Venerable American biker boss Harry (Taco) Bowman is having a sendoff fit for a king. The beloved 69-year old Bowman, who served as the international president of The Outlaws Motorcycle Club at the end of the 20th Century, his dynamic leadership propelling the club to epic heights, died last week in prison of cancer. He’ll be buried this weekend at a funeral expected to be so big it needs to be held at a county fairgrounds to accommodate all the mourners.

A get-together to honor and remember Bowman at his former Detroit, Michigan Outlaws MC compound drew 5,000 people the day after he passed away at a federal prison hospital on March 3. Bowman’s burial will take place at the Montgomery County, Ohio Fairgrounds in Dayton. Biker club luminaries from around the country have been descending on Michigan for the last week and are now off to Ohio to pay their respects.

Bowman was the face of the Midwest biker underworld in the 1980s and 1990s, the most notorious biker Godfather in the nation and by that point on-par with Hells Angels founder Ralph (Sonny) Barger out in California. His legacy includes the vision to expand The Outlaws brand outside U.S. borders, diversifying its business interests and the escalation of tensions between the club and Barger’s Hells Angels.

Under Bowman’s reign, The Outlaws ramped up their “Angels War,” a feud that has been raging since the early 1970s when Outlaws in Florida executed three Massachusetts Hells Angels in retaliation for a beating of a club member at a 1973 New Year’s Eve party held at the Hells Angels New York headquarters. Exactly two decades later, on New Year’s Eve 1993, Bowman gave an impassioned speech to hundreds of rank-and-file Outlaws inside a Florida hotel suite imploring them to be “rottener,” in their efforts to destroy the Hells Angels.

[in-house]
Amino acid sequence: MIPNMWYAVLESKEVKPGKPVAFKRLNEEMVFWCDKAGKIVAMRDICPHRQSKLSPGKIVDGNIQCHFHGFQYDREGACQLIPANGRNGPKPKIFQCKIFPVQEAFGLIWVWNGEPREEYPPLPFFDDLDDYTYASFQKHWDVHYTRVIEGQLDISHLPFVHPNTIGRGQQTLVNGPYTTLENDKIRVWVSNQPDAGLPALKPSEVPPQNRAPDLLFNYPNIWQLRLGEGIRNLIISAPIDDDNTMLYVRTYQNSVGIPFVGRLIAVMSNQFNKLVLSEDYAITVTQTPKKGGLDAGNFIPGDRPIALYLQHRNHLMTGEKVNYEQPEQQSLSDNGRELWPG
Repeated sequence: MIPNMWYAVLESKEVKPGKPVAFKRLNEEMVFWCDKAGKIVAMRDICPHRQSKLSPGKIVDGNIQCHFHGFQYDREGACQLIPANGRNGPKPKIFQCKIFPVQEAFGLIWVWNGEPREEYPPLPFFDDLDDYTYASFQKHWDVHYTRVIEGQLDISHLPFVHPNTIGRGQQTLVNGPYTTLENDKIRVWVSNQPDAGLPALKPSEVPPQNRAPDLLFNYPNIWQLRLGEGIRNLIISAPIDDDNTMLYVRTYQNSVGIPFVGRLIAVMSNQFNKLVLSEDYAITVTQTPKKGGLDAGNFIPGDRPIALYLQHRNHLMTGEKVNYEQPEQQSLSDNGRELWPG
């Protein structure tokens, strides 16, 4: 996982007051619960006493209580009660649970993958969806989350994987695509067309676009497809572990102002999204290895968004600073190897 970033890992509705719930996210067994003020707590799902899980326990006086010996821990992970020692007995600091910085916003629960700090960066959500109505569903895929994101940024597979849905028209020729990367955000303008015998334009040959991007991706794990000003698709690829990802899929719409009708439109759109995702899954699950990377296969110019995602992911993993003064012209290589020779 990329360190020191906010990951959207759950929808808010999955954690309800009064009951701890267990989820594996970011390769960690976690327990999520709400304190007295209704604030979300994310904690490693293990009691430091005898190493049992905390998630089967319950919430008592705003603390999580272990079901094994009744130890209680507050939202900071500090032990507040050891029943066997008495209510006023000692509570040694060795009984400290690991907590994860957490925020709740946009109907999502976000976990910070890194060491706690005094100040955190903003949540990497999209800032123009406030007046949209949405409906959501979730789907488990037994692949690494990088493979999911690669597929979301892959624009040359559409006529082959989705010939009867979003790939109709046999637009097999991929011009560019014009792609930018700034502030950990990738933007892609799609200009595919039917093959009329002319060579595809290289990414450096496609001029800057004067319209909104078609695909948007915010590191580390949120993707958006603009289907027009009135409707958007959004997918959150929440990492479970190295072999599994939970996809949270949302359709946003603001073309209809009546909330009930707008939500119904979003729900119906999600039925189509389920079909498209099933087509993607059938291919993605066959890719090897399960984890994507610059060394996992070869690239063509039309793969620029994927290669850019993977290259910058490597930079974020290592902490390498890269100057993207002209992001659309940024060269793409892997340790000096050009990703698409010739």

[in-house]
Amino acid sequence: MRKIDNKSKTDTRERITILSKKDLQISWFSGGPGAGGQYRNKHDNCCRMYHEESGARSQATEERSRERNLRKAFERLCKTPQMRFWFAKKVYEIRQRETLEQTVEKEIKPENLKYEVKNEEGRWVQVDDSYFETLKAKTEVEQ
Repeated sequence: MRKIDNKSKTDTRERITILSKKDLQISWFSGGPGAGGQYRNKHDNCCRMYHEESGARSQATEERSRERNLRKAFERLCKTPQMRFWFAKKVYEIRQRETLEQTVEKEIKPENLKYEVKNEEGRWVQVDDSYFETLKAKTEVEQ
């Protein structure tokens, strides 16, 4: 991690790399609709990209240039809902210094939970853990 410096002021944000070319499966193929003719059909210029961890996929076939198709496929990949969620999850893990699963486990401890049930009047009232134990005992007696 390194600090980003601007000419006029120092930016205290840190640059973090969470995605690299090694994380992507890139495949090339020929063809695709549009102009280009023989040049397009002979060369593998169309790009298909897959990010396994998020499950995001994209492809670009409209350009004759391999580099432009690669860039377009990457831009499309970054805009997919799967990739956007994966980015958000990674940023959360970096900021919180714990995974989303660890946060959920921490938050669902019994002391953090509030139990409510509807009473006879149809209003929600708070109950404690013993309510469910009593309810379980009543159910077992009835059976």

The edict spurred the murders of a Hells Angels soldier in Chicago and a Hells Angels-affiliate in Rockford, Illinois. Bowman slapped a murder contract on Sonny Barger’s head and the head of Barger’s right-hand man George Christie, even sending a hit team of Outlaws to the west coast to scout kill spots. Just a couple years prior, Bowman and Christie had engaged in a series of peace talks that fell apart in the last hours of negotiations.

Raised in Port Huron, Michigan, Bowman put the Detroit Outlaws on the map in the 1970s with a fierce bravado and unbridled determination. By the end of the decade, Bowman’s power in national club circles was rapidly on the rise and at his urging, the club had opened its first international chapter in Canada.

Upon being elected president of the entire club in a 1984 meeting of Outlaws brass in Joliet, Illinois, Bowman moved the club’s nerve center from Chicago to the Motor City. One of his first moves as new boss was to start launching Outlaws chapters in Europe. Another key policy decision was to augment bread-and-butter drug and prostitution rackets with gambling, loan sharking and extortion.

Indicted by the feds out of Tampa, Florida in 1997, Bowman went on the run from the law for nearly two years, finally getting apprehended in a Detroit suburb in June of 1999. He’d go on to be found guilty of racketeering and murder at a 2001 trial.

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